There's still no Finals MVP trophy for Stephen Curry, only a growing legacy

CLEVELAND – His Golden State Warriors teammates had gathered on the championship podium, and several feet away from them Stephen Curry lingered, embracing his mother Sonya. Curry had poured in 37 points and seven 3-pointers, a 108-85 victory in Game 4 of the NBA Finals punctuating the third championship – in four seasons – on his name. The Finals MVP is an “awesome” award, Curry admitted later, and so the time came Friday night for his.

Only it didn’t. Curry had so desired roaming Quicken Loans Arena with not one, but two trophies. He had gone for the approach of the best impression saved for last – to no avail. It had been Andre Iguodala’s MVP in 2015, and now Kevin Durant winning the award in each of the past two title runs after a sensational 43-point Game 3 performance and a 20-point, 12-rebound, 10-assist, three-block triple-double on Friday. In Game 4, the matchup was not Cleveland against Golden State as much as it became Curry versus Durant for the MVP crown. When his teammates had prepared for the trophy celebration and MVP presentation, Curry embraced his mom and had one word for her: Legacy.

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“This was legacy,” Stephen told Sonya.

“Finals MVP is a great award, but for Steph and for the whole team to sweep the Cavaliers in the Finals, it was a legacy year,” Sonya Curry said. “This one was the most special, more than the first two, because Steph was more emotional and we were feeling his emotions. There is something more special about winning three championships.

“Steph is building his legacy.”

Stephen Curry has three championships and two regular-season MVPs, but still no Finals MVP. (Getty Images)
Stephen Curry has three championships and two regular-season MVPs, but still no Finals MVP. (Getty Images)

Curry and these Warriors are building legacies in the Bay Area, building a dynasty, but there wasn’t always a smooth pathway toward success. Those around the Warriors believe this was simply the start of the team’s cohesion with Durant, not the 2016-17 campaign that had been so fresh, so fragile. This season, there were injuries and individual goals and aspirations providing natural team chemistry hurdles. The former provides fluctuating rotations and roles; the latter are born out of success, out of the fruits of players’ labor.

Through it all, the Warriors toppled LeBron James and the Cavaliers, a microcosm of Cleveland’s season coming during the finish to a Game 1 in which James scored 51 points and still lost. James later punched a wall area in the locker room after that game and said he essentially played with a broken hand the remainder of the series. That was Cleveland’s best chance for any authority in these Finals, and it slipped behind the blunder of J.R Smith. “The way Game 1 finished,” a Cavaliers assistant said after the sweep, “really took everything out of us.” Now, James’ future awaits the Cavaliers, the fashion in which Durant re-signs is unclear – and one major question remains: How many more championships can these Warriors rattle off?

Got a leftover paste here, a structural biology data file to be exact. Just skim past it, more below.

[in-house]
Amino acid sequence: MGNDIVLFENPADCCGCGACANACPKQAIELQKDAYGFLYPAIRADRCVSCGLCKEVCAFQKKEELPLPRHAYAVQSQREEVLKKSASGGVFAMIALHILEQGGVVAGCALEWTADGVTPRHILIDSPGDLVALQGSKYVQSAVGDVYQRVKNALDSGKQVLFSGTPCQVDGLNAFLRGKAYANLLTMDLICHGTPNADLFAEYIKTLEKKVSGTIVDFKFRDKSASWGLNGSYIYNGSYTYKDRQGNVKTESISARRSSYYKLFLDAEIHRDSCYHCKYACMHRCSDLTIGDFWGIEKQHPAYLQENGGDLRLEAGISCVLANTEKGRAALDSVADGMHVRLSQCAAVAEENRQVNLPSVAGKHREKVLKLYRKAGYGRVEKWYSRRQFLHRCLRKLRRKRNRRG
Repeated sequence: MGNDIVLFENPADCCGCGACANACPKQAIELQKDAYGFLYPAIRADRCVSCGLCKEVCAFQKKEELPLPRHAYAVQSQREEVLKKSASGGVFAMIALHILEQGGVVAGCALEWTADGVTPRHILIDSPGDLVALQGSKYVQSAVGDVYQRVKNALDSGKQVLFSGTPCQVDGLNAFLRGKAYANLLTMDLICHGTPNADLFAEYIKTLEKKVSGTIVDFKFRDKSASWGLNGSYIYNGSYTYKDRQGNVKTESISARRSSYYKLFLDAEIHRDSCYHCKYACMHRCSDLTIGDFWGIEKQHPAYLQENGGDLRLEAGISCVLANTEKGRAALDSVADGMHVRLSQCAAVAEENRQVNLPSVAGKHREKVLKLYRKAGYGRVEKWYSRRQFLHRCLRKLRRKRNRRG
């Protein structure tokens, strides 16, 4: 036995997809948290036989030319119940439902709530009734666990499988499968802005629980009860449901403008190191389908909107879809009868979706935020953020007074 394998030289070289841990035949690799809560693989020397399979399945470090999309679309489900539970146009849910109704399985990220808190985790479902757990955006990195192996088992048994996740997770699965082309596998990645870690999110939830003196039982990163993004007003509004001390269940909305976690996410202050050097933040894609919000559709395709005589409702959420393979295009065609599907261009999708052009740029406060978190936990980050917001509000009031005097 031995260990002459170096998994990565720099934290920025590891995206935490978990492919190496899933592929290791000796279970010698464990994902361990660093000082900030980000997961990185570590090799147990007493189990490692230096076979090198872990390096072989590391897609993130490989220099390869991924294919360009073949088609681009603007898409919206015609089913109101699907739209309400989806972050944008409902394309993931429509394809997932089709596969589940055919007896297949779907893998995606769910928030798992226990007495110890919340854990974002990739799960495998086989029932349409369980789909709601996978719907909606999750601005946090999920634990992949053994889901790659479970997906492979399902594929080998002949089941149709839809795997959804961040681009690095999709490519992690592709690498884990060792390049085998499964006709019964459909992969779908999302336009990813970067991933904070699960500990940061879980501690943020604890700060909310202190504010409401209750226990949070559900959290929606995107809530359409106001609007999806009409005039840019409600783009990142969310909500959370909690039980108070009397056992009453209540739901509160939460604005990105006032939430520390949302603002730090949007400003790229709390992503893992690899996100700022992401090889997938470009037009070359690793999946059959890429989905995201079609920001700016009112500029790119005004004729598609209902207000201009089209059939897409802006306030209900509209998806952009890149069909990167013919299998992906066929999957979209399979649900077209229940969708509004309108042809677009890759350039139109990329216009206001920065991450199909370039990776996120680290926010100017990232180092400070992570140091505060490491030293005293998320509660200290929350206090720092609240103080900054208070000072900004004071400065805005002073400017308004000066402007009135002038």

There’s purity to the Warriors, the collection of homegrown talent such as Curry, Klay Thompson and Draymond Green combined with two of the most significant free-agent signings in NBA championship team history in Durant and Iguodala. But these players have all forged their own creative minds out of this back-to-back championship run – minds that will use the next week to celebrate, once a morning flight to the West Coast touches down on Saturday.

“At the end of the day, I’m not going to let a [Finals] MVP trophy define my career,” Curry said. “Three titles. … Wherever that puts us in the conversation in the history of the NBA … I’m a three-time champ.”

Yes, Curry would have loved to win MVP, but he clutched that third Larry O’Brien trophy, rising it high in the air and in his arms like a newborn. All night, the trophy would rest beside Curry. He had gone to the congested visiting locker room as the clock ticked into Saturday. “We’re celebrating like never before,” he yelled.

His mom Sonya and father Dell, wife Ayesha, agent Jeff Austin and Under Armour executive Kris Stone and other friends awaited him outside. Curry emerged with a cigar in his mouth and the trophy. “Sonya was the most emotional of us all, just watching her pure joy, her hugging every family member,” Austin said.

Behind Curry’s style, his emergence as one of the NBA’s faces, the Warriors have become so much more than relevant in today’s sports world. He’s the player today’s generation of kids want to emulate: the long-distance shooting, the calm shooter’s mentality. He had helped transform the Warriors into what James called the “Patriots” of the NBA – the model franchise.

Curry had been consoled by Iguodala after Game 3, knowing a 3-of-16 performance likely dented his Finals MVP chances. This had been his year for the MVP. Then came early Saturday, and Curry hugged his family, hugged Sonya in the moments before NBA commissioner Adam Silver began speaking during the trophy ceremony. Focus on the growing dynasty, on the highs and lows of this season, and Curry had the word that will carry into this Warriors offseason.


More NBA Finals coverage from Yahoo Sports:
Durant claims 2nd straight Finals MVP honor
Warriors complete sweep to win championship
NBA players are already recruiting LeBron
LeBron: ‘I pretty much played the last 3 games with a broken hand’

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